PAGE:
19/11/2014 12:09 GMT | Updated 18/01/2015 05:59 GMT

'Sex' Advice and Paddington Bear

My favourite headline of the year hit the BBC website this evening.

"BBFC changes Paddington 'sex' advice" rumbled the abbreviated version on the Entertainment page, expanding to the slightly more illuminating but still somewhat alarming "Paddington film: BBFC changes advice about 'sex references'" once you clicked through onto the link.

Once you've got past the headline (which is actually made even more entertaining by the picture of the bear himself looking a little bewildered underneath it - even if he seems to now resemble a hedgehog rather more than he did previously) the article itself explains how the BBFC originally listed 'mild sex references' in the parental advice for the new Paddington Bear movie, but now they've changed their minds and the bear-related filth is in fact merely 'innuendo'.

I love the idea that maybe, just maybe, the alleged sex references were an addition after an early table read. That the cast read through the script in full, doing all the cute animal voices and everything, right through to the no-doubt feelgood ending where that loveable bear learns an important lesson about life.

And that maybe, after the read-through was finished and just as the warm ripples of applause died away, one lone voice muttered "Yeah, but it's not very sexy, is it?"

In one of the strangest coincidences of all time, I had actually spent this very afternoon making weak jokes to a friend about how the new version of Paddington Bear was edgier, darker and, yes, sexier than previous versions. Turns out I was right. Actually, the full advice now reads "dangerous behaviour, mild threat, innuendo, infrequent mild bad language" which makes it sound like James Bond.

Sudden explosions of innuendo or unexpectedly grown-up bits in films aimed at kids can be vaguely disconcerting for the unsuspecting parent. Not offensive exactly, but jarring. The kids themselves just filter it out, of course; they're extremely literal creatures, and if they don't understand something, it doesn't exist in their universe. I badgered my poor parents into taking me to see Flash Gordon at least three times at the cinema when I was six, and it was only revisiting the movie a couple of decades later that I realised that, gosh, it really does have an awful lot of weird sex stuff in it. Seriously, go back and check it out. The subplot about Ming's sex potions isn't even the most awkward thing in it.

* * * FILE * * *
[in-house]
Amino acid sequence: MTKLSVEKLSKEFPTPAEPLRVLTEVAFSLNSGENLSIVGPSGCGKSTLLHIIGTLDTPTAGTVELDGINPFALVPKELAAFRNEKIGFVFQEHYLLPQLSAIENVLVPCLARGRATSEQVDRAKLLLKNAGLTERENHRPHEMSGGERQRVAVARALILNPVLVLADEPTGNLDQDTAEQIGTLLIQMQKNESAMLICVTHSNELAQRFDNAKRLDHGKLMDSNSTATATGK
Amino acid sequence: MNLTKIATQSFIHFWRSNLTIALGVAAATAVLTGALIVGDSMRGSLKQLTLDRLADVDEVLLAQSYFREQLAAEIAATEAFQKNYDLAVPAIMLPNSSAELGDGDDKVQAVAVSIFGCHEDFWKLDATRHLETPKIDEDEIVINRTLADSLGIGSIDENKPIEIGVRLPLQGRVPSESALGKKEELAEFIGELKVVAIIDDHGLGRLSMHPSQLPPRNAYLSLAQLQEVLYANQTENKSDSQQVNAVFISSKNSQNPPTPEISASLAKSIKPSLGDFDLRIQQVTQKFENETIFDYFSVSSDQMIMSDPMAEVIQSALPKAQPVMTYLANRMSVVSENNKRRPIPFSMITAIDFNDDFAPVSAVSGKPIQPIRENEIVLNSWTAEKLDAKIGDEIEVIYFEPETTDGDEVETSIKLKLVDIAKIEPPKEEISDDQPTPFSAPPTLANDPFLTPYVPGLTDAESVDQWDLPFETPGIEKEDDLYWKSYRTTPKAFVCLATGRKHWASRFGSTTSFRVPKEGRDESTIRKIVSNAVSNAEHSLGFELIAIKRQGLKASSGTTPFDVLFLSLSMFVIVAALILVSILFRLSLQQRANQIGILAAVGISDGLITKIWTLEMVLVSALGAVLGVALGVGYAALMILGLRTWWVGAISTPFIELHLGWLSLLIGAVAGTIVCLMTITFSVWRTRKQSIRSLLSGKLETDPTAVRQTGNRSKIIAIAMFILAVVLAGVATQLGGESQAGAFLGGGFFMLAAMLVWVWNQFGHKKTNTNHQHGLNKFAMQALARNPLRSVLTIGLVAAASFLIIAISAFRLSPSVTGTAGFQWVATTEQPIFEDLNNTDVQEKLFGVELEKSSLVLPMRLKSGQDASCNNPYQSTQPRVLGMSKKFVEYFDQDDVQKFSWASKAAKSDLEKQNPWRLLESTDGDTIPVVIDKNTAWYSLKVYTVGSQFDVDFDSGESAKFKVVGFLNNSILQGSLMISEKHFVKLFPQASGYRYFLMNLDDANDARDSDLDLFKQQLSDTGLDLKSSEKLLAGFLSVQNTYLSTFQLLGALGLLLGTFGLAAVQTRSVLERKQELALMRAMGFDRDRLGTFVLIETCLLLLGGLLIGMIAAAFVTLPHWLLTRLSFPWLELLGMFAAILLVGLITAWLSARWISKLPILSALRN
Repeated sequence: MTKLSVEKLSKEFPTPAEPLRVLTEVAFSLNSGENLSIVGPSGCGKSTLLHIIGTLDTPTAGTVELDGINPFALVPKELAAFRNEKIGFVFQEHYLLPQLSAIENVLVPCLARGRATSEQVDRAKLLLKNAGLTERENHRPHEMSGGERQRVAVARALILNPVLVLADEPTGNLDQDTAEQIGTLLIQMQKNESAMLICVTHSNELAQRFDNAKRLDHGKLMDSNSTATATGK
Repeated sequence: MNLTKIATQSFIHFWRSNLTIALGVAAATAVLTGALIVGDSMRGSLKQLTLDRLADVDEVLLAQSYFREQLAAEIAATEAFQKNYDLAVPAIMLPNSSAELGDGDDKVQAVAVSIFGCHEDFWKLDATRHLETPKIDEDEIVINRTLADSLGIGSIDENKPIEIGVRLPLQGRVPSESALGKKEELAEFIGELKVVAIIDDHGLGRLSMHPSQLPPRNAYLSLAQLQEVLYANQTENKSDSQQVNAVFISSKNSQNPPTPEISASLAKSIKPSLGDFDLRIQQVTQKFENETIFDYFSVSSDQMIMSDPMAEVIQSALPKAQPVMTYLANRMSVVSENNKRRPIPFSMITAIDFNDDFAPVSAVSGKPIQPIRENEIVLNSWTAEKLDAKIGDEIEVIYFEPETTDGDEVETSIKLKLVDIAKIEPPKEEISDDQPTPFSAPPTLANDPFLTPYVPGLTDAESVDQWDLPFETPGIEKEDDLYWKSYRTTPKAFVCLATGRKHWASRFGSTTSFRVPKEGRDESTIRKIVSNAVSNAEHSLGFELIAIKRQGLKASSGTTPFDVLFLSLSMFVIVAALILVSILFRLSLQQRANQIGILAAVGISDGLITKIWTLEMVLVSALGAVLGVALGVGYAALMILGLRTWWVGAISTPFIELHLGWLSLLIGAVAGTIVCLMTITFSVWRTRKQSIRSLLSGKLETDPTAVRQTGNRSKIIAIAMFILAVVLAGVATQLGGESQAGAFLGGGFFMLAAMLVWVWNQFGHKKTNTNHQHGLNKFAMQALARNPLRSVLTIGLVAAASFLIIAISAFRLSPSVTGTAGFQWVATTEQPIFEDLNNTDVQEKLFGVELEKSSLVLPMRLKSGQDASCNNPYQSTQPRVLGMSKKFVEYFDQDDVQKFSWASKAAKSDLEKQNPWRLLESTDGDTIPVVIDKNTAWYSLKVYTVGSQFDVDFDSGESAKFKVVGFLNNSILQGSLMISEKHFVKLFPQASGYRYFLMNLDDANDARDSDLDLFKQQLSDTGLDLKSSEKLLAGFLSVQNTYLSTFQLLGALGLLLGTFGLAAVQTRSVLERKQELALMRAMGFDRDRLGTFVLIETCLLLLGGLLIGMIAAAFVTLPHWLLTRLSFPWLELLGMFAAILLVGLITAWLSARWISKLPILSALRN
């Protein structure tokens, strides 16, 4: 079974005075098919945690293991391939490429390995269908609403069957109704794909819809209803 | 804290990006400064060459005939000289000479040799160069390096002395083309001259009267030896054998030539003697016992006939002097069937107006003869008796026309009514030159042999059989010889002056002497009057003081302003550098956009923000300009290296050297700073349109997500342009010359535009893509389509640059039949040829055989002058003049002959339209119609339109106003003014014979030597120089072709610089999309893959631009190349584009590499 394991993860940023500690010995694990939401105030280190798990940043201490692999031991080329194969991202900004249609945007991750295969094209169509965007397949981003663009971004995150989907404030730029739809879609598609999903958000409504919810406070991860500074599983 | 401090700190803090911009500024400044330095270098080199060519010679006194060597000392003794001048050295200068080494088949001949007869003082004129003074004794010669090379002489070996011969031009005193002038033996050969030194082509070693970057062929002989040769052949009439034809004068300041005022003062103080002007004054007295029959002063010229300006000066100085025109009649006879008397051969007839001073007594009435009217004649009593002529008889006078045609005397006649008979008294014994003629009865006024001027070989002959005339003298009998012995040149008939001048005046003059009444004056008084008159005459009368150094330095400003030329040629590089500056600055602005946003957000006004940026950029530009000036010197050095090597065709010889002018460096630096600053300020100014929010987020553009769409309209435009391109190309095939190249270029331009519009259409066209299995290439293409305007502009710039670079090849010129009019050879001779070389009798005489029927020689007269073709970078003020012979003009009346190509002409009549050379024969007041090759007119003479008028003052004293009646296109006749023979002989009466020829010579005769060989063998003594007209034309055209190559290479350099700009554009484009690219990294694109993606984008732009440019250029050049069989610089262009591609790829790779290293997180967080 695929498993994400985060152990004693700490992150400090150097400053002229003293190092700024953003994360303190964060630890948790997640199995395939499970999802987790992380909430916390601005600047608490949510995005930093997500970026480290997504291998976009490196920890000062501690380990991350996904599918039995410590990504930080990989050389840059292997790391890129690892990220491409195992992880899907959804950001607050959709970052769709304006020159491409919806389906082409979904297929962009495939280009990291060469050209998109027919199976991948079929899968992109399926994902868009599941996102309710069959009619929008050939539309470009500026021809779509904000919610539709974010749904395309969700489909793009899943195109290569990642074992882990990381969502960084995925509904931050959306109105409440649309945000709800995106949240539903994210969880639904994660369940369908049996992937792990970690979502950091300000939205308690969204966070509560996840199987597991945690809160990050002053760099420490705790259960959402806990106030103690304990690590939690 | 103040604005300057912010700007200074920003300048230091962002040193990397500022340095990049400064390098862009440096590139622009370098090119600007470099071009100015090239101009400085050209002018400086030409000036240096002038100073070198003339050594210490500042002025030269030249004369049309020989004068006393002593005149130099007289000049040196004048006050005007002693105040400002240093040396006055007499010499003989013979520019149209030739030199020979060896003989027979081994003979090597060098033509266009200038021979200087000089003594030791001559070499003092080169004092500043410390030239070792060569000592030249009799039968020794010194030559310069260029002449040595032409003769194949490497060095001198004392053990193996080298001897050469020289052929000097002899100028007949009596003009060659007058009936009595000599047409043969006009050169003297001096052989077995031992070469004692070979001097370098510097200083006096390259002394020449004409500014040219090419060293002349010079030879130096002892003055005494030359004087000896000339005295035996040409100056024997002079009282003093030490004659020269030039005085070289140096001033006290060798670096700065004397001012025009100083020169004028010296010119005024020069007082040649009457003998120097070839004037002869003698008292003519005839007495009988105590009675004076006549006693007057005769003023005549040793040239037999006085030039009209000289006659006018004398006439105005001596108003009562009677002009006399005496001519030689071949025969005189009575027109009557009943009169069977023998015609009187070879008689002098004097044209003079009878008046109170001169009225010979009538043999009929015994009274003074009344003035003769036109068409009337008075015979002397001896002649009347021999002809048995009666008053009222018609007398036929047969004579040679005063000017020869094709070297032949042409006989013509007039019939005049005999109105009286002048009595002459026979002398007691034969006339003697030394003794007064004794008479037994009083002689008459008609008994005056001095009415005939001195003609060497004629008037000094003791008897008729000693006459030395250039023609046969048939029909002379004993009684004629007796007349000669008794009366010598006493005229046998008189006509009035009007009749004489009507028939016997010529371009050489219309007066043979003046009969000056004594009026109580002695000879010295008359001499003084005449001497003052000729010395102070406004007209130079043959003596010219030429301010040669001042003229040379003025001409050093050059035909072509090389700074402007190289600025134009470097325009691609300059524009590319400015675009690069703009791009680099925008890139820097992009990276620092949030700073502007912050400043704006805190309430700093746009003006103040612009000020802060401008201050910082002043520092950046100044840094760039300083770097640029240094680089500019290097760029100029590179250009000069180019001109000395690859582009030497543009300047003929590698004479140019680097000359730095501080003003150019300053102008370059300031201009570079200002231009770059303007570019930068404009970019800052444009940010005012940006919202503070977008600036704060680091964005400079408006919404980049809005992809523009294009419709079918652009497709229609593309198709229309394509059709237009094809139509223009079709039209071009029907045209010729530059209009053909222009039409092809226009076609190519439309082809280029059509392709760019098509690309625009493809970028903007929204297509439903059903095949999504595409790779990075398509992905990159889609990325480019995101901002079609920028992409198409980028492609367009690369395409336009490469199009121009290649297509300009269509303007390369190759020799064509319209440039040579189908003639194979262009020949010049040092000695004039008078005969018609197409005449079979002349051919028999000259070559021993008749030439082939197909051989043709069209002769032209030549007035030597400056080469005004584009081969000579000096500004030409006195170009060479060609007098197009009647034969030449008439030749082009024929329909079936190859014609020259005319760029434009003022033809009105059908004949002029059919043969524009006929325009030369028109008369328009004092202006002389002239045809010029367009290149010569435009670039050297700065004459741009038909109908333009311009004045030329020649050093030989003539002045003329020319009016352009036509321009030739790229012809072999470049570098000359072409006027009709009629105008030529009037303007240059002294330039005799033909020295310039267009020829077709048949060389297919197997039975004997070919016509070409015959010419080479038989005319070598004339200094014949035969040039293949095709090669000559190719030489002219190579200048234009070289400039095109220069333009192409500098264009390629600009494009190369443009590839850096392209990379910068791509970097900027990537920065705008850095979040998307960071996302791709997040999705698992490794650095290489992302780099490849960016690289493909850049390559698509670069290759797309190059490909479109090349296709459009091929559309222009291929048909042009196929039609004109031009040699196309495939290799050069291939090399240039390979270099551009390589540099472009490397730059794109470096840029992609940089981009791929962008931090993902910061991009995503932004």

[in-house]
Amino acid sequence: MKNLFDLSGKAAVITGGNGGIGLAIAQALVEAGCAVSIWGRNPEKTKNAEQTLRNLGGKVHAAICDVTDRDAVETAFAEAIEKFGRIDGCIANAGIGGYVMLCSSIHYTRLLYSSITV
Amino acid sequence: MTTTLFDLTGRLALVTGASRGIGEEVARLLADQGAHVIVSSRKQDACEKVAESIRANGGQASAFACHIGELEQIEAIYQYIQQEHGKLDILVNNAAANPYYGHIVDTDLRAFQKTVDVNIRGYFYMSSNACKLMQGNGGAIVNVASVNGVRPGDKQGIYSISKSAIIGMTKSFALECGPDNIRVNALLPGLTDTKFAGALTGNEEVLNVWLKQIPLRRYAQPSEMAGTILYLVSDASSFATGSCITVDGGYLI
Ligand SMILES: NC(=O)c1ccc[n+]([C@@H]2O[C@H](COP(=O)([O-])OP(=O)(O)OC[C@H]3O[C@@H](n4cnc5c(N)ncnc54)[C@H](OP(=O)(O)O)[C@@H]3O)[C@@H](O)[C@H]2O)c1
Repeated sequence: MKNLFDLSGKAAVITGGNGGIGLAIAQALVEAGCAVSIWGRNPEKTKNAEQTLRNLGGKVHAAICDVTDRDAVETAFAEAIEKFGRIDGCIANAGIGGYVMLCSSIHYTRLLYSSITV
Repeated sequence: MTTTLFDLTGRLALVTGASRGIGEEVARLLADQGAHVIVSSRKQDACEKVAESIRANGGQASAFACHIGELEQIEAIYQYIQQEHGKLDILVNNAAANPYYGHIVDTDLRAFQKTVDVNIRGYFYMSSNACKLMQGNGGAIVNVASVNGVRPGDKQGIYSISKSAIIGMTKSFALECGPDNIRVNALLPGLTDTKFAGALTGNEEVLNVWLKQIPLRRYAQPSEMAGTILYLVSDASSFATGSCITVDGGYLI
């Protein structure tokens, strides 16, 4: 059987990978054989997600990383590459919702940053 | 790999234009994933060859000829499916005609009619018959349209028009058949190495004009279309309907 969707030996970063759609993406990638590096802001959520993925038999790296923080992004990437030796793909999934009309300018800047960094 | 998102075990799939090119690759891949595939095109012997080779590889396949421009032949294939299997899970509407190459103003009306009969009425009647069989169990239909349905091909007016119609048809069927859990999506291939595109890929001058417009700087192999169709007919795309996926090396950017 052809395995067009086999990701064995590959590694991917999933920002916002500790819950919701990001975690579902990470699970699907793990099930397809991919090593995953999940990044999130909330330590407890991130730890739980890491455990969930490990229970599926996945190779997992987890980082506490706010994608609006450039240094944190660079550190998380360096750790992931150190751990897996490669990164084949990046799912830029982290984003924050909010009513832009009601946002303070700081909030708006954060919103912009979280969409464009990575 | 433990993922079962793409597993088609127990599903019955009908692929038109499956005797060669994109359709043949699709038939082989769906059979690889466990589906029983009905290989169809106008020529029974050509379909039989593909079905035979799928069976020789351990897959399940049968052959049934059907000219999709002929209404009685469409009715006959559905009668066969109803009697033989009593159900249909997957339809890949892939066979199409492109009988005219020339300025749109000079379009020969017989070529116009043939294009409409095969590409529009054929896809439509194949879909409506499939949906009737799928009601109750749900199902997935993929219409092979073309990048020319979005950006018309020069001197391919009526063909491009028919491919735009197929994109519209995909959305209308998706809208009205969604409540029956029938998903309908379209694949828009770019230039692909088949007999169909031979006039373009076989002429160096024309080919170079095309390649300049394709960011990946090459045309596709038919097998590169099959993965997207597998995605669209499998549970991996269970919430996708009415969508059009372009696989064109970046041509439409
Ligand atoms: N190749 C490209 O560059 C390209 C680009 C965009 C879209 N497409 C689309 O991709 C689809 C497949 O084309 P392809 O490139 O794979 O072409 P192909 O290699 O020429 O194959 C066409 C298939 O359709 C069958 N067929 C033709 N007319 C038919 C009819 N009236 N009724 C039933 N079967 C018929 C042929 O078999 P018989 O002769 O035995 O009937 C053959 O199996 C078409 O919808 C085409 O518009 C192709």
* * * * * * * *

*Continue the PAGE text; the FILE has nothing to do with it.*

None of this, of course, is equal to the moment when the seagull tells the rabbit to 'piss off' in Watership Down. You know, the bit when entire families stopped munching their popcorn to stare in disbelief at the telly ("What did that seagull say, Mummy?")

Or, for that matter, the bit in E.T. when Elliott calls Michael 'penis breath'. I asked my Mum about that one, too (Jesus, it's a miracle that she kept taking me to the cinema, really) and she replied;

"I think he said peanut brain"

Which clearly demonstrates that my Mum is a quicker thinker than I shall ever be.

So Paddington has now joined the honourable line-up of movies which are aimed at kids, but have a near-the-knuckle line or two of dialogue thrown in just to wake the parents up. It's not a huge deal, and if it wasn't for the incongruity of including the words 'sex' and 'Paddington Bear' in the same headline, everyone (including me) would no doubt have just ignored it.

But are the tabloids going to resist the apparently irresistible 'Paddington Bare' headline? I seriously doubt it.

I barely managed it myself.